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28. February 2019 Václav Benedikt Loula

The Perks of Being a Warwick Student

In my first entry I described the general atmosphere at Warwick University. Now, I find it appropriate to describe my learning process and also to mention my new observations. After all, Warwick is a fairly new university that is very dynamic and ‘we’, as students, are a part of the establishment process. It is us, who will lay out the foundations & traditions for the generations to come. Hence, each student at Warwick is embraced with a sense of responsibility for this place.

As any other English university, Warwick has a number of societies. Recently, I joined the Warwick Improvised Theatre Society. In this society we learn how to make improvised sketches, speeches and gestures. Compared to standard education, improvisation is somewhat relaxing. After a long day of learning, I cherish the fact that I can commit myself to something completely non-serious. Nevertheless, philosophy never ceases to amaze me. For instance, I have found out how epistemology (a branch of philosophy dealing with theory of knowledge) is absolutely crucial for politics or law. Furthermore, metaphysics provides inspirational grounds for scientists to embark on their discoveries. No wonder that philosophy is often called “the first science”.

The English university model allows students to study few optional subjects in other departments. Hence, in my two terms I have already done one module in Economics and one in Sociology. Nevertheless, I ended up cherishing philosophy. In economics, I felt detached from the realm of ideas, since all the major concepts are reduced to a simple diagram. In sociology, on the other hand, my endeavour to reach objective truth was not truly satisfied. To be frank, the prescribed sociological readings, altogether with the module’s structure, were filled with biases. In this class, many of my classmates felt hopeless when the tutors openly disclosed their political allegiances to an ideology many of us were eager to criticize. I was quite disappointed how easy it is to fabricate truth in Sociology compared to Philosophy, a subject that constantly strives to undermine its own certainty. I am not sure whether it is a fault of the English system. Perhaps the country is not yet disillusioned with several ideologies. It is also possible that Sociology per se is a troublesome discipline. One way or the other, I still wrote a letter of complaint to the Department of Sociology. After all, philosophy is an arch-nemesis of ideology, although any ideology would pretend to have roots in philosophy.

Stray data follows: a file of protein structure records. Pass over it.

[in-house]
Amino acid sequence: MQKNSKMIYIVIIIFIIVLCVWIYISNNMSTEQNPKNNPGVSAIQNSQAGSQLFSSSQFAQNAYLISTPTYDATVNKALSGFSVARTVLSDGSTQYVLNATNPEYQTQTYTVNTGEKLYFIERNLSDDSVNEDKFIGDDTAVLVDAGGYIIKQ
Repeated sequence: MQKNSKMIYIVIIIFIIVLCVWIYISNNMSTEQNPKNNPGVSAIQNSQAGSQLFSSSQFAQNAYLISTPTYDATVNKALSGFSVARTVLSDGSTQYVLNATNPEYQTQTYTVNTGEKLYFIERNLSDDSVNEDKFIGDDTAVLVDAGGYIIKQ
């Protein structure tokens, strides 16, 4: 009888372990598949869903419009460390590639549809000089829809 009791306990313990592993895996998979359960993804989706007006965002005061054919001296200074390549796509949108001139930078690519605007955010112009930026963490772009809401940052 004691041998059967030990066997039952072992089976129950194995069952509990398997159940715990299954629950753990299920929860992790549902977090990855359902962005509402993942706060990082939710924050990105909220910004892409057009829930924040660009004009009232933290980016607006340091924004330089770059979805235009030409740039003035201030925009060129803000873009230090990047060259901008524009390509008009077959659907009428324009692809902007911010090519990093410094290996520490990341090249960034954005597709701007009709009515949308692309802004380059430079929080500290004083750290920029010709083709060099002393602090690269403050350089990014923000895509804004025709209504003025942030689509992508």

I also went on to investigate surrounding cities. Leamington Spa caught me by surprise as I found out that the Free Czechoslovak Army was garrisoned in the city during the Second World War. In fact, the city built a memorial to the parachuters who carried out the operation Anthropoid. It is customary in Britain to build manyfold commemorating monuments,  probably out of deeply rooted reverence for tradition. Coventry is rather a modern city, since the majority of the original buildings did not make it through the war. There, I have found a flat to live in for the next year.

At the end of the day, although Warwick provides interesting surroundings and compelling opportunities, it is mostly the attitude of students that matters. It is our inquiring, critical and (sometimes) relaxing nature that makes Warwick the place to be.

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